The development of compass orientation in children
Children between the ages of 4 - 16 years were tested for a sense of
direction using the 'chair experiment'. Results revealed that a sense
of direction was present in older children. However. the relationship
between the development of a sense of direction and age appeared more
complex than originally thought. Children under 11 years of age were
unable to judge direction significantly in the chair experiment. It was
suggested that this inability could be related to anatomical andlor
Sex differences in ability were analysed. Although both males and
females could significantly judge direction, female orientation was
significantlY better than that exhibited by males. Analysis of the
patterns of performance during the test revealed that male success was
apparently due to an ability to follow the turning of the chair. with
only the first estimate exhibiting significant ability. Females.
although they probably followed the turning of the chair initially,
showed a second peak of significant ability in the latter estimates.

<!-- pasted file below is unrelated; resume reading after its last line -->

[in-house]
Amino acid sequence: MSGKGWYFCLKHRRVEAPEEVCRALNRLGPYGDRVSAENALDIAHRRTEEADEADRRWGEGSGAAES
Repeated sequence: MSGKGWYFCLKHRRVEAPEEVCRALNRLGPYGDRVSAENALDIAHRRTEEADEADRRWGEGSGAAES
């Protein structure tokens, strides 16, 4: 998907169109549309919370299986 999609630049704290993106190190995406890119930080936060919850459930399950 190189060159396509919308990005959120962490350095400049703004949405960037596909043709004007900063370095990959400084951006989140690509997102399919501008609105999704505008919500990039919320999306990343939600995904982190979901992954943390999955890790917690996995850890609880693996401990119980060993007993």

Whilst wearing a magnet. this second peak was not observed.
Magnetic manipulations carried out on females aged between 11 - 18
years revealed that their ability to judge direction was based on an
ability to use the earth's magnetic field to judge direction. However.
this relationship was not straightforward. Both the polarity of the
magnet and the bed orientation of the subject had an affect on ability
to judge direction.
Bus experiments were also used to test for a sense of direction.
Subjects were aged between 16 - 20 years. Half the subjects were
blindfolded and half were sighted. Results revealed that feBBles,
whether blindfolded or sighted, relied on the earth's magnetic field
when judging direction and exhibited disruption of ability whilst
wearing a magnet. Kales apparently required sight and an unaltered
magnetic field to judge direction. Thus, if sighted and wearing a
magnet, or if blindfolded and in an unaltered magnetic field, males were
unable to judge direction. Although male ability in the chair
experiment did not seem to be based on an ability to use the earth's
magnetic field to judge direction, the bus experiments suggested that
magnetism was involved in their ability and this required further